Mathematical finance (2015/2016)



Course code
4S001109
Credits
6
Coordinator
Luca Di Persio
Academic sector
MAT/06 - PROBABILITY AND STATISTICS
Language of instruction
English
Web page
https://lucadipersio.wordpress.com/teaching/b/mathematical-finance-verona-2015-2016/
Teaching is organised as follows:
Activity Credits Period Academic staff Timetable
Esercitazioni 1 I semestre Michele Bonollo
Teoria 1 2 I semestre Luca Di Persio
Teoria 2 3 I semestre Michele Bonollo

Lesson timetable

I semestre
Activity Day Time Type Place Note
Teoria 1 Monday 1:30 PM - 3:30 PM lesson Lecture Hall M from Oct 12, 2015  to Jan 29, 2016
Teoria 1 Tuesday 10:30 AM - 12:30 PM lesson Lecture Hall M from Oct 13, 2015  to Jan 29, 2016
Teoria 1 Thursday 12:30 PM - 2:30 PM lesson Lecture Hall M from Oct 15, 2015  to Jan 29, 2016

Learning outcomes

The Mathematical Finance course for the internationalized Master's Degree (delivered completely in English) aims to introduce the main concepts of stochastic discrete and continuous time part of the modern theory of financial markets. In particular, the fundamental purpose of the course is to provide the mathematical tools characterizing the setting of Itȏ stochastic calculus for the determination, the study and the analysis of models for options and / or interest rates determined by stochastic differential equations driven by Brownian motion. Basic ingredients are the foundation of the theory of continuous-time martingale, Girsanov theorems and the Faynman-Kac theorem and their applications to the theory of option pricing with specific examples in equities, also considering path-dependent options, and within the framework of interest rates models.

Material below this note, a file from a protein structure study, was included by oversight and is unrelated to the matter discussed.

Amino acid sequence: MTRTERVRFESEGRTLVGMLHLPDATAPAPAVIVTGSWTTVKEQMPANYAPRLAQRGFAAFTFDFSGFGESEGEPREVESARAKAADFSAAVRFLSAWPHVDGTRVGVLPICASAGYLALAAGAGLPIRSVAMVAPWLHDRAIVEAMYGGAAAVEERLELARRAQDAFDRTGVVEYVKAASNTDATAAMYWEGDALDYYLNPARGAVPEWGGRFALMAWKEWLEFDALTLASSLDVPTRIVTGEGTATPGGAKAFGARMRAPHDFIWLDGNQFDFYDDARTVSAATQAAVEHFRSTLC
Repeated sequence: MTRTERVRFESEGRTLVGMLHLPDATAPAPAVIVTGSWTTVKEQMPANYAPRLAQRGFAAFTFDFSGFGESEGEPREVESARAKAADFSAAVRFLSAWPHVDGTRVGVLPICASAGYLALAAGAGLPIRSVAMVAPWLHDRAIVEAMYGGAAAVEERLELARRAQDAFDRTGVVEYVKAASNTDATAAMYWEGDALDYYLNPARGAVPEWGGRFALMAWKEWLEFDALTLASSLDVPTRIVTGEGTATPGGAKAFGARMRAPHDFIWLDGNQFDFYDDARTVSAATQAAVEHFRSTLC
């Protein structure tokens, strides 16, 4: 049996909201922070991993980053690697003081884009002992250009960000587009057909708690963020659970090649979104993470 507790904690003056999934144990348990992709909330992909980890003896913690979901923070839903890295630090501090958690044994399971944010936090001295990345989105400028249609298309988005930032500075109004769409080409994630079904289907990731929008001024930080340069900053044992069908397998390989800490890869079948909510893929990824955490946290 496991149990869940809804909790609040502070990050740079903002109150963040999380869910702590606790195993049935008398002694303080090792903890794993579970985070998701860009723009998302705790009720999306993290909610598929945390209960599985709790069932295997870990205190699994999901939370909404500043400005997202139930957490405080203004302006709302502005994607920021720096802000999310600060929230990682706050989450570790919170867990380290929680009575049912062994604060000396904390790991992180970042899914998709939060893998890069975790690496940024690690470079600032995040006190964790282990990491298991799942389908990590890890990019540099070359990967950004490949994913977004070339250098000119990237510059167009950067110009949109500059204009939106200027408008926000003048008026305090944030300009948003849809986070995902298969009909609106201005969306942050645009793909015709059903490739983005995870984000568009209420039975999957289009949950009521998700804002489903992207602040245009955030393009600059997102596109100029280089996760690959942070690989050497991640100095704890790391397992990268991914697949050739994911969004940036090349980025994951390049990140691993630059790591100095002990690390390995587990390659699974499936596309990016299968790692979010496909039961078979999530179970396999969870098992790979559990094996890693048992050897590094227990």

Syllabus

Discrete time models
• Contingent claims, value process, hedging strategies, completeness, arbitrage
• Fundamental theorems of Asset Pricing (in discrete time)

The Binomial model for Assset Pricing
• One period / multiperiod Binomial model
• A Random Walk (RW) interlude (scaled RW, symmetric RW, martingale property and quadratic variation of the symmetric RW, limiting distribution)
• Derivation of the Black-Scholes formula (continuous-time limit)

Brownian Motion (BM)
• review of the main properties of the BM: filtration generated by BM, martingale property, quadratic variation, volatility, reflection properties, etc.

Stochastic Calculus
• Itȏ integral
• Itȏ-Döblin formula
• Black-Scholes-Merton Equation
• Evolution of Portfolio/Option Values